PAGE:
The purpose of Bioresource Management 20 is to educate students using non‐traditional instructional methods and instill an interest in scientific issues and work related careers. Students solve real‐life scientific case studies using problem based learning with the assistance of experts within scientific communities and public organizations.Students are engaged in learning, take ownership for their own education and are held accountable by their fellow group members. Teachers take on the role of facilitators and use community experts to provide experiential learning opportunities for the students. This course is being offered to Grade 11 students attending Evan Hardy Collegiate this fall (2009) in the first semester only. Students that successfully complete the course earn a Biology 20 credit as well as a Work Education 30 credit.
Bioresource Management exposes students to the three pillars of sustainability. Through the course students research and examine ways to solve problems such as maintaining productivity in a managed ecosystems, dealing with cougars and urban centers along with ways to manage chronic wasting diseases using sustainable practices. Students advocate for humane and sustainable solutions that allow them to take on active environmental stewardship roles within their community. Students internalize the material and gain a deep appreciation for the subject matter both inside and outside of the classroom. At the conclusion of each case, students make formal presentations of their findings and suggestions to a panel of guests from the University of Saskatchewan, Superintendents of Education from the Saskatoon Public School Board, a School Board Trustee, Administrators of our school and guests who helped the students throughout their case.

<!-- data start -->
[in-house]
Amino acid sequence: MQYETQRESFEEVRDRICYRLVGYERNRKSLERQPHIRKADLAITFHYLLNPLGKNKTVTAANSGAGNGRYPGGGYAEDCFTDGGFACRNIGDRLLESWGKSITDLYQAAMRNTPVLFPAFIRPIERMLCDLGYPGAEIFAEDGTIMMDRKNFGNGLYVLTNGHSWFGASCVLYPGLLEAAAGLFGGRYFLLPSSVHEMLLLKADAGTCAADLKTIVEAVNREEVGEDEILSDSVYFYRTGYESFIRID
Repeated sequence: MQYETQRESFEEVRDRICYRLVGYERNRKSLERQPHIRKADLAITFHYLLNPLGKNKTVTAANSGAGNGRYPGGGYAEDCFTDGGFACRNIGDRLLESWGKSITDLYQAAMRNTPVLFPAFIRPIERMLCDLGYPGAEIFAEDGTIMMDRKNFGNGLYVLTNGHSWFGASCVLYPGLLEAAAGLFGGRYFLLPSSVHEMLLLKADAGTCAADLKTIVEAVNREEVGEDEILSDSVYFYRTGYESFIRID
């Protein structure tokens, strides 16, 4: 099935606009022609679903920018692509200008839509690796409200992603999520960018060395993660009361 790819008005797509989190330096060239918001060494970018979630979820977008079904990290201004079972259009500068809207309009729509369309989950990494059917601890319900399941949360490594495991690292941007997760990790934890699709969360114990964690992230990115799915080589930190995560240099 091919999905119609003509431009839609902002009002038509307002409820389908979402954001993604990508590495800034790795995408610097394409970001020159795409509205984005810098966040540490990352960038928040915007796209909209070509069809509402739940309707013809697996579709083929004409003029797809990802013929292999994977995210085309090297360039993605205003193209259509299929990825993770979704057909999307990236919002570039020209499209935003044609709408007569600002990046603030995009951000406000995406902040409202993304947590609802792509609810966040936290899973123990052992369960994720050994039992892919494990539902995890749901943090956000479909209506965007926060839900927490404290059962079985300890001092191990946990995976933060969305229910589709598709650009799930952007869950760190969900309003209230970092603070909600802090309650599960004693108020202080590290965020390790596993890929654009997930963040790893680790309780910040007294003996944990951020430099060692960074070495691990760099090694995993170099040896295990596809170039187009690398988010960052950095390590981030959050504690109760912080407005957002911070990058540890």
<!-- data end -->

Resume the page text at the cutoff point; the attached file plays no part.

Within the first scientific case study, “Endeavor Green”, students were asked to take on the role of agrologists. Their goal was to increase sustainability while maintaining productivity in a managed ecosystem. The second case study, “Cougar and the City” requires students to be conservation officers who are required to propose humane solutions to keep cougars out of cities. Within their final case, “A Very Interesting Diagnostic Occurrence”, students will address aspects of chronic wasting disease.